Regular exercise is an important part of maintaining a healthy weight and improving cardiovascular health. It can also help to boost mood and improve overall mental wellbeing, amongst other benefits.
The most important thing is to find something you enjoy. Don’t commit to just one type of exercise and then decide that there’s no point if it fails. Most exercise facilities offer a trial special. Use this as an opportunity to experiment and work out what you do and don’t like. Exercise comes in many forms. If you find something you enjoy, you will keep doing it – and that is the secret.
The World Health Organization recommends at least 150 minutes of moderate intensity exercise or 75 minutes of high intensity exercise per week.1 Keep in mind that this is the minimum. For moderate intensity, this is only 30 minutes, five days a week – and this can also be broken down into smaller chunks, such as two 15-minute brisk walks per day. Moderate and high intensity exercise varies per person. An easy way to assess this on the go is by using the ‘talk test’. If you can talk but not sing, you are doing moderate exercise. If you are not able to sing or talk easily, you are doing vigorous activity.
Another trick is to mark out a particular time for exercise, sign up for a class, or even rope in a friend or family member so there is more motivation to stick to your exercise plan. In research done with sedentary young woman, going to just one Pilates session a week had beneficial effects over 10 weeks, compared to a control group that did no exercise.2 This was just one session a week – so don’t put pressure on yourself to be the ultimate athlete. Start small and work your way up, such as walking a few times a week and then adding in one Pilates session when you’re ready. Mix it up and keep it interesting.
This is the best place to start if you are out of shape. Walking helps to gradually increase your fitness and costs you nothing. It’s particularly useful if you want to get the family involved, are time poor or don’t want to be tied to a gym contract. If walking is difficult, try a lower weight-bearing activity such as swimming or recumbent cycling.
This exercise is great for those who carry some extra weight, have joint-related pain or are elderly and slightly more frail. It provides good resistance and, if done at a constant pace, will provide good cardiovascular exercise – an important step in preventing cardiovascular disease. There is also a variety of strokes to choose from to suit your body’s capabilities. There are many community and heated pools around that are free or reasonably priced.
This is another one that the whole family can do, or you can even join a cycling club. Having a social element linked to your exercise can make it easier to commit and more enjoyable.
An excellent exercise for older adults, tai chi is great for joint mobility, core activation and balance, all of which are important for health and safety as one gets older. It is also a very meditative form of exercise for anyone wanting to experience their body and escape from their head. However, if you’re looking for a significant cardiovascular workout, this may not be the choice for you.
For anyone considering Pilates, try to book a one-on-one assessment with your instructor before you start group sessions and to stick to smaller groups if possible. This is a fantastic form of exercise for core and overall body strength and conditioning, but you can easily injure yourself if you jump straight in without the fundamentals.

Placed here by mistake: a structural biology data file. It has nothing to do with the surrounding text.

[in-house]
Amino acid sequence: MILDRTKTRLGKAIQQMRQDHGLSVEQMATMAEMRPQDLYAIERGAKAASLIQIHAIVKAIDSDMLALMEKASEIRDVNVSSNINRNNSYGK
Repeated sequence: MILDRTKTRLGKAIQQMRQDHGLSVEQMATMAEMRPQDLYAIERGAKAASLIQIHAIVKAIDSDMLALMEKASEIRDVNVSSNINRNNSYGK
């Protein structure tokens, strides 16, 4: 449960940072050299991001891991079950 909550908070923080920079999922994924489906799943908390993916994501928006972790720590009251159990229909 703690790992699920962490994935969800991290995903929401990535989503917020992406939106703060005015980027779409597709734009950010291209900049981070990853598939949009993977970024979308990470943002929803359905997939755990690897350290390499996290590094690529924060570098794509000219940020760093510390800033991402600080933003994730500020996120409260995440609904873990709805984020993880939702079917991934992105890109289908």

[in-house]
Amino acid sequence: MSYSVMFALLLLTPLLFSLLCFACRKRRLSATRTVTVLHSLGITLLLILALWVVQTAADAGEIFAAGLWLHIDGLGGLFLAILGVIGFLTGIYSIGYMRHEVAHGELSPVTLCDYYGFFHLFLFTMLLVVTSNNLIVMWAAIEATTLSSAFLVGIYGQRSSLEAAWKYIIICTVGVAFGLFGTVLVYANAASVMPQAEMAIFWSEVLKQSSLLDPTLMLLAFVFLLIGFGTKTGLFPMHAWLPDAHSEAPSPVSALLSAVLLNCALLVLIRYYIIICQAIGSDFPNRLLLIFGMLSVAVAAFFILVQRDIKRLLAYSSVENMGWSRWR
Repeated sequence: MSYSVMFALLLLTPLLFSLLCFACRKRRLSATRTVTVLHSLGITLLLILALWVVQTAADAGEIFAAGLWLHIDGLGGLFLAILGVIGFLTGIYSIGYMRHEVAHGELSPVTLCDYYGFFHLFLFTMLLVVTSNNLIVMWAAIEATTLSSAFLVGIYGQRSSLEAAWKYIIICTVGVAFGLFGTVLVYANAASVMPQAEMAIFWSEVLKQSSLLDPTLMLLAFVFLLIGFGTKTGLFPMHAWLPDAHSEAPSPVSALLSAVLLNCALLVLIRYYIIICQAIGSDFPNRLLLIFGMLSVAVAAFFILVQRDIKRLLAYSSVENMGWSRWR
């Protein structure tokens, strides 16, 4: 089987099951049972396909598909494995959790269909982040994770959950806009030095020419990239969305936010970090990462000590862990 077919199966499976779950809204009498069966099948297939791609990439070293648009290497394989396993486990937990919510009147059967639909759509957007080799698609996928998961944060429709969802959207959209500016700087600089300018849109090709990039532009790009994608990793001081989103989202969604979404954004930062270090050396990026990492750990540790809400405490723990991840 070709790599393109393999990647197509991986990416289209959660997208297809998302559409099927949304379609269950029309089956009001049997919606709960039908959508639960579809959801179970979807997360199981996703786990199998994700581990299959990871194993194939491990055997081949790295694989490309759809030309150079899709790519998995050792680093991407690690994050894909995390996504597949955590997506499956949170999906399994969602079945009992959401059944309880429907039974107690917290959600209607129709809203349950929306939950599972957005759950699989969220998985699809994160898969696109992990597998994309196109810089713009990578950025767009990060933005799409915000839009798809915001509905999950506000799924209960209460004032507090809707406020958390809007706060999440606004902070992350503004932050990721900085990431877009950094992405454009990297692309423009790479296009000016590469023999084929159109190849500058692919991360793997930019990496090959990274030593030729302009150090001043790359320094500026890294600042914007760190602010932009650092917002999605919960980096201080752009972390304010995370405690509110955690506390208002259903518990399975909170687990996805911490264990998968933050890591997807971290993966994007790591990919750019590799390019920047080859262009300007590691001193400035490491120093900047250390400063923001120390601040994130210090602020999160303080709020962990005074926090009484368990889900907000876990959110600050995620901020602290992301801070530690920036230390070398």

Yoga is great for strength, flexibility and body awareness. However, be aware that there are many different forms, from the gentler slower kind such as Hatha yoga, which is better for beginners as it gives them time to learn poses slowly, to Ashtanga yoga, which is faster and more vigorous in its flow. There are also forms such as chair yoga for older adults, which makes it more accessible to those who cannot achieve some of the poses due to physical limitations. Community and aged care centres can often provide information on these classes.
This usually involves weight training and cardiovascular exercise equipment, and can be modified for all ages and physical capabilities. If you haven’t been to a gym in a while or are just starting out, invest in a personal trainer for a few sessions to make sure you start at the appropriate level and know how to use the equipment correctly. If you have a particular medical issue, such as recovering from cardiac surgery, it would be best to find a trainer who has experience with rehabilitation in this field.
- World Health Organization. Physical Activity and Adults. www.who.int/dietphysicalactivi... accessed 14 November 2018.
- Tolnaia N, Szabo Z, Koteles F, Szabo A. Physical and psychological benefits of once-a-week Pilates exercises in young sedentary women: A 10-week longitudinal study. Physiology and Behaviour September 2016, Volume 163, pp211-218.
About the author
Dr Susan Tyfield
Susan Tyfield is an evidence-based chiropractor who utilises a wide range of treatment techniques and rehabilitation in her sessions. She has been practicing for over 13 years, having achieved board certification both in South Africa, where she had her own private practice, and in Australia, where she has practiced since 2011. She has special interests in sports and performing arts healthcare as well as chronic pain management. She practices out of Waterloo and Darlinghurst, Sydney NSW.